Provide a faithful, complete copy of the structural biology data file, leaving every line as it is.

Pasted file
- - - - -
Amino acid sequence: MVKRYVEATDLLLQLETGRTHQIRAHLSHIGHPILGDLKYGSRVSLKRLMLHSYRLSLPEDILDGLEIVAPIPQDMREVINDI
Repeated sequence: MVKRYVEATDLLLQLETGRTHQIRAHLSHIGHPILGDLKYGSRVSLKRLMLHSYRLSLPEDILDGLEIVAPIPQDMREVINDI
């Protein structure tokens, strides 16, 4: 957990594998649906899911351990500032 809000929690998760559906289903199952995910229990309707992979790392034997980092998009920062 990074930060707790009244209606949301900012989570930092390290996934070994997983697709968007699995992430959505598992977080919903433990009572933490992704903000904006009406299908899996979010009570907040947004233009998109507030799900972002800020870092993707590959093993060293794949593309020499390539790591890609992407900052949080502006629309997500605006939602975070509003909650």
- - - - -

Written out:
Amino acid sequence: MVKRYVEATDLLLQLETGRTHQIRAHLSHIGHPILGDLKYGSRVSLKRLMLHSYRLSLPEDILDGLEIVAPIPQDMREVINDI
Repeated sequence: MVKRYVEATDLLLQLETGRTHQIRAHLSHIGHPILGDLKYGSRVSLKRLMLHSYRLSLPEDILDGLEIVAPIPQDMREVINDI
């Protein structure tokens, strides 16, 4: 957990594998649906899911351990500032 809000929690998760559906289903199952995910229990309707992979790392034997980092998009920062 990074930060707790009244209606949301900012989570930092390290996934070994997983697709968007699995992430959505598992977080919903433990009572933490992704903000904006009406299908899996979010009570907040947004233009998109507030799900972002800020870092993707590959093993060293794949593309020499390539790591890609992407900052949080502006629309997500605006939602975070509003909650």